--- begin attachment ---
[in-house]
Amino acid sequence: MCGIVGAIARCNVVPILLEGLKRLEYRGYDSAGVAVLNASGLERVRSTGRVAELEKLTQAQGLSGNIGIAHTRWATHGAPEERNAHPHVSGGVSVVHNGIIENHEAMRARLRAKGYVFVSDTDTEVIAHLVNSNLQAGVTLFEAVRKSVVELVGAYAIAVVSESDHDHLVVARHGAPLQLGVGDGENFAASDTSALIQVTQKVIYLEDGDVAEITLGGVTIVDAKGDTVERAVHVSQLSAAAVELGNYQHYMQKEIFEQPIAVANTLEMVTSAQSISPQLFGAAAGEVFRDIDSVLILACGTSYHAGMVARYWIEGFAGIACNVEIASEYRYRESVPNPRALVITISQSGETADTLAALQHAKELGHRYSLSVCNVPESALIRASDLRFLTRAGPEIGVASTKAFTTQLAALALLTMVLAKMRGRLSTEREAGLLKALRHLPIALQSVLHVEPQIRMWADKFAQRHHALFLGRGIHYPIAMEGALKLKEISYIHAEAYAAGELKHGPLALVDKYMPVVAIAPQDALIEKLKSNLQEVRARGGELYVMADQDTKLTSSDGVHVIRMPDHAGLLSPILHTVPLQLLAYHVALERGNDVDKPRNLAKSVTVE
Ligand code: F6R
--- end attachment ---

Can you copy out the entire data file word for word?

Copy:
[in-house]
Amino acid sequence: MCGIVGAIARCNVVPILLEGLKRLEYRGYDSAGVAVLNASGLERVRSTGRVAELEKLTQAQGLSGNIGIAHTRWATHGAPEERNAHPHVSGGVSVVHNGIIENHEAMRARLRAKGYVFVSDTDTEVIAHLVNSNLQAGVTLFEAVRKSVVELVGAYAIAVVSESDHDHLVVARHGAPLQLGVGDGENFAASDTSALIQVTQKVIYLEDGDVAEITLGGVTIVDAKGDTVERAVHVSQLSAAAVELGNYQHYMQKEIFEQPIAVANTLEMVTSAQSISPQLFGAAAGEVFRDIDSVLILACGTSYHAGMVARYWIEGFAGIACNVEIASEYRYRESVPNPRALVITISQSGETADTLAALQHAKELGHRYSLSVCNVPESALIRASDLRFLTRAGPEIGVASTKAFTTQLAALALLTMVLAKMRGRLSTEREAGLLKALRHLPIALQSVLHVEPQIRMWADKFAQRHHALFLGRGIHYPIAMEGALKLKEISYIHAEAYAAGELKHGPLALVDKYMPVVAIAPQDALIEKLKSNLQEVRARGGELYVMADQDTKLTSSDGVHVIRMPDHAGLLSPILHTVPLQLLAYHVALERGNDVDKPRNLAKSVTVE
Ligand code: F6R